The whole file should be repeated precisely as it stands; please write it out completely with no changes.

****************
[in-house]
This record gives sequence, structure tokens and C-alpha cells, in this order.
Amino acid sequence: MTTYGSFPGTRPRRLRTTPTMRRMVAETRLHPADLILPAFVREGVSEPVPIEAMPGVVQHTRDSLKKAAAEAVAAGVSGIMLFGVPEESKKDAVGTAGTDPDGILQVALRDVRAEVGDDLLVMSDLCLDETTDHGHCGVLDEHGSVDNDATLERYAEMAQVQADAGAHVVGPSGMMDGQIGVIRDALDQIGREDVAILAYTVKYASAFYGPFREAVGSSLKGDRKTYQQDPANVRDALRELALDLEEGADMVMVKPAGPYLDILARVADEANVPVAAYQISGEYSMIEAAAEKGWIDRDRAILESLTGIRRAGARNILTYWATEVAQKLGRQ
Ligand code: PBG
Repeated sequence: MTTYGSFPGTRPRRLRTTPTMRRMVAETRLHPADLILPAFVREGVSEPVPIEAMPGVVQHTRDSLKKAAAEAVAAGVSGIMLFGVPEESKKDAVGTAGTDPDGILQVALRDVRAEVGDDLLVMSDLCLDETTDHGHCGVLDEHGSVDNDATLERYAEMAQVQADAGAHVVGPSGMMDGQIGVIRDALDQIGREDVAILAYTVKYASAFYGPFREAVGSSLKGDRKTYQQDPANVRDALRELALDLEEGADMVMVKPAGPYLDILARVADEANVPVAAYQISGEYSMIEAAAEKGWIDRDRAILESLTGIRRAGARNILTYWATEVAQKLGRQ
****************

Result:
[in-house]
This record gives sequence, structure tokens and C-alpha cells, in this order.
Amino acid sequence: MTTYGSFPGTRPRRLRTTPTMRRMVAETRLHPADLILPAFVREGVSEPVPIEAMPGVVQHTRDSLKKAAAEAVAAGVSGIMLFGVPEESKKDAVGTAGTDPDGILQVALRDVRAEVGDDLLVMSDLCLDETTDHGHCGVLDEHGSVDNDATLERYAEMAQVQADAGAHVVGPSGMMDGQIGVIRDALDQIGREDVAILAYTVKYASAFYGPFREAVGSSLKGDRKTYQQDPANVRDALRELALDLEEGADMVMVKPAGPYLDILARVADEANVPVAAYQISGEYSMIEAAAEKGWIDRDRAILESLTGIRRAGARNILTYWATEVAQKLGRQ
Ligand code: PBG
Repeated sequence: MTTYGSFPGTRPRRLRTTPTMRRMVAETRLHPADLILPAFVREGVSEPVPIEAMPGVVQHTRDSLKKAAAEAVAAGVSGIMLFGVPEESKKDAVGTAGTDPDGILQVALRDVRAEVGDDLLVMSDLCLDETTDHGHCGVLDEHGSVDNDATLERYAEMAQVQADAGAHVVGPSGMMDGQIGVIRDALDQIGREDVAILAYTVKYASAFYGPFREAVGSSLKGDRKTYQQDPANVRDALRELALDLEEGADMVMVKPAGPYLDILARVADEANVPVAAYQISGEYSMIEAAAEKGWIDRDRAILESLTGIRRAGARNILTYWATEVAQKLGRQ